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Opinion

Minnesota’s fate hangs on first pick selection

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Roar Rookie
28th October, 2020
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After another disappointing NBA season, the Minnesota Timberwolves have become the recipients of the first pick of the 2020 NBA draft.

The Timberwolves, led by centre Karl Anthony-Towns struggled in what was admittedly a stacked Western conference, led by the two Los Angeles franchises: the Clippers and Lakers.

Finishing with only 19 wins in what was a shortened season after the suspension of play due to the Coronavirus, the Timberwolves now find themselves in a very unique position.

This will be the third number one pick that the Timberwolves have received since 2014. In that year, they selected forward Andrew Wiggins after receiving the pick from the Cleveland Cavaliers as compensation for Kevin Love.

Wiggins failed to live up to expectations, eventually being traded this season to the Golden State Warriors for guard D’Angelo Russell.

2015 saw the selection of Anthony-Towns, in what a no-brainer pick for the franchise. So far however, the Timberwolves have failed to build a team around their franchise star.

Karl-Anthony Towns

Karl-Anthony Towns #32 of the Minnesota Timberwolves looks to rebound the ball against the Indiana Pacers at Bankers Life Fieldhouse on October 15, 2019 in Indianapolis, Indiana. (Photo by Andy Lyons/Getty Images)

Needless to say, the pressure is on the Timberwolves to make the right selection in the upcoming draft.

In a draft that does not consist of a potential generational athlete, such as last year’s number one pick Zion Williamson, the Timberwolves need to pick a player who will develop into the third piece of the Anthony-Towns/Russell puzzle.

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This player is Georgia’s Anthony Edwards.

The potential number one pick has shown his skills at the college level, last season averaging 19 points a game on 47 per cent shooting, as well as grabbing 5 rebounds a game last season.

Edwards has shown he has great upside on both ends of the court, as well as showing his unique athleticism, attacking the rim strongly and running with speed in transition.

More importantly for the Timberwolves, Edwards has shown glimpses of his potential on defence.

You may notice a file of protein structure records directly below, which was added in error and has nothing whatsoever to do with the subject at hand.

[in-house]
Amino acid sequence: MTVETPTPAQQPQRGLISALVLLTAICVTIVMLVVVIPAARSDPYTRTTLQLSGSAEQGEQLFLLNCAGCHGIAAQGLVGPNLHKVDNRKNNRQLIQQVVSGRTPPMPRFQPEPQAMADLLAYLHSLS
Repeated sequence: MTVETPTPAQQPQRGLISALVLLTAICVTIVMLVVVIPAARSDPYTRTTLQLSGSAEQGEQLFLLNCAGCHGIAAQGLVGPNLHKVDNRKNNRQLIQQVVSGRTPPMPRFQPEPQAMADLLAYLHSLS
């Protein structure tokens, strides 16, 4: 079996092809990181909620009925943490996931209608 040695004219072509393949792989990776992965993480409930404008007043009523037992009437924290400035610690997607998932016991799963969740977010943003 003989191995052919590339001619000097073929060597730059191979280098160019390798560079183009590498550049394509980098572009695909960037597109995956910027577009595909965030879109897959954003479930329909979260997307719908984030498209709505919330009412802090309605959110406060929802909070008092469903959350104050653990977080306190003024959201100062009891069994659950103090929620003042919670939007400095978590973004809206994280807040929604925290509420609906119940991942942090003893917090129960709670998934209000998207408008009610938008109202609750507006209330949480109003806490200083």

Both Anthony-Towns and Russell have proved they can contribute offensively, with the former averaging 27 points per game, and the latter averaging 23 points per game last season.

It is on the defensive end however, where things start to get ugly.

Per NBA.com, the Timberwolves rated 20th in defensive rating last season as well as 24th in opposition points in the paint.

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This is where Edwards could possibly improve the team. As described by The Ringer’s Kevin O’Connor, Edwards has the tools to become “a super-versatile defender thanks to his rare blend of size, strength, and agility.”

This blend of defensive potential as well as his strength and skill attacking the rim would be a suitable fit with both Anthony-Towns and Russell, who both have mainly perimeter-based skillsets.

Unlike fellow potential number one pick LaMelo Ball, Edwards does not need to be the primary ball handler to be effective. The Timberwolves already have a high usage rate guard in Russell.

The selection of LaMelo Ball would most likely produce a scene deserving of the movie ‘Step Brothers’, with both Ball and Russell arguing over who is the favourite and number one-point guard. Believe me, no one wants to see that.

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With Russell’s ability to be a shot creator, combined with Edward’s ability to shoot and create shots off the dribble, you’d expect them to complement each other well in what would be a flexible and dynamic backcourt.

Is drafting Anthony Edwards a sure thing? No. Was drafting Wiggins a sure thing? Evidently, also no.

But by selecting Edwards, the Timberwolves can take that next step in their hunt for an NBA championship.